Mazeworld is a complete story from Alan Grant and Arthur Ranson, first published in 2000AD from 1996 until 1999. My copy is a beautiful paperback that collects all three books with forwards by both Grant and Ranson. The forwards are nice and do include neat little tidbits and background into Mazeworld’s creation.
Adam Cadman is sentenced to death for the murder of his brother. As he hangs from the rope and is about to die, he’s transported into a mysterious world where myths and civilization is based on a maze. When Cadman arrives, he appears as the prophesized hero; the Hooded Man who will save Mazeworld from evil. However, Cadman soon realizes that he must make a choice. Should he help a group of rebels take control of Mazeworld or succumb to his own death? All as he dangles at the end of his rope in his reality.
Alan Grant and Arthur Ranson are masters. And if you’re already annoyed by that phrase then I would stop reading now. Because I’m going to say it over and over again. Because it’s true. There’s no denying it. They’re simply masters in this craft of comic book making.
But let’s get into the specifics. After reading a few of these collections that Grant is a part of, you start to understand what makes him great. He’s able to take an intriguing concept and flesh it out to a compelling story that moves beyond its premise. It starts off pitchy but by the time you’re in the middle of it, you marvel at how complex it is. Such is the case in Mazeworld as we watch Adam Cadman dangle from the end of a hangman’s rope and transported to Mazeworld. His hood is literally branded onto his face, and with every betrayal and act of selfishness, the rope tightens around his neck. Is there a path of redemption for Adam?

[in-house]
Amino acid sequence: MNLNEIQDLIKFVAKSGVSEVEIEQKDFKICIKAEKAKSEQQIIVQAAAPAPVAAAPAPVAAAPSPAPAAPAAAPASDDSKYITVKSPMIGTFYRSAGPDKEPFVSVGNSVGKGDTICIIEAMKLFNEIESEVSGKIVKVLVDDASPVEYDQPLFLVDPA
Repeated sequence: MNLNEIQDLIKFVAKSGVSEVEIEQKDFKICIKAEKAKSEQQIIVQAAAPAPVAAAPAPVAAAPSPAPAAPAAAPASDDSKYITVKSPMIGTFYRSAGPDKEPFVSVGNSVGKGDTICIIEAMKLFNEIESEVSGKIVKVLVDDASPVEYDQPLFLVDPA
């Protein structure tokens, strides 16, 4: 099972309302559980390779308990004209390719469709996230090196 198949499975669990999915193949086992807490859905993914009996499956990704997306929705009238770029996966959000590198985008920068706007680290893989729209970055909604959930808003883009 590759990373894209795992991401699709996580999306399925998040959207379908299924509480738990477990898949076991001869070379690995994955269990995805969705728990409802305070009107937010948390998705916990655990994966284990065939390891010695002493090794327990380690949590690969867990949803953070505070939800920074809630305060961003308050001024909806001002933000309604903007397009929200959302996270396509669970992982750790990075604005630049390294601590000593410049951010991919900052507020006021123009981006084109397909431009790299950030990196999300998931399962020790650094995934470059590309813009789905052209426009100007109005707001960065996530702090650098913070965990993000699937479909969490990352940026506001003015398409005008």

For killing his own brother?
Being a child of the nineties, I couldn’t help but read Mazeworld and think of the countless B-movies that aired on TBS. And if you’re a kid with a whole summer to kill, you’ll watch them all, multiple times. Mazeworld is Beastmaster meets the Neverending story. Because by weaving us in and out of Mazeworld, Grant and Ranson brings us in on their secret. We effectively become a part of the story. And much like Bastian in the attic, you’re excited and scared at the same time. But you mange to keep turning the pages just to see what happens next.
And that brings us to Arthur Ranson. As I’ve just come off from finishing Button Man, the colorfulness of Mazeworld is a jarring contrast from the dark and gloomy world of Harry Exton. But it works. Ranson is such a masterful artist and his character designs are incredible. His art anchors the story into realism that makes the blood and scares real, but he pulls back just enough to allow the fantasy elements to become the centerpieces. It’s a wonderful balance that he masterfully achieves.
If you’re a fan of the other 2000AD collections you’ll find a lot to love here. You can’t help but smile as yet another evil scientist takes center stage by the second volume. It’s a nod to the classics that came before Mazeworld but it also allows it to create its own legacy. And like many of Rebellion’s published collections, the book sports trusty flaps on both the front and back covers. So make good use of it and mark your place when you decide to stare away in bewilderment, shaking your before returning to the page. Yes this is indeed happening.
My only complaint is that there is a finality to the story and you want to explore more of Mazeworld. Grant alludes to elements in the first book that do find their conclusion as you progress through the story. Still, I can’t help but wonder if there are more stories to tell or perhaps more story outlines hidden away somewhere, perhaps even placed in a maze of which only Alan Grant has the map. I hope we do see something again from Mazeworld because there’s still a lot to discover. But as is usually the case with tthese things, we’ll just have to use our imagination.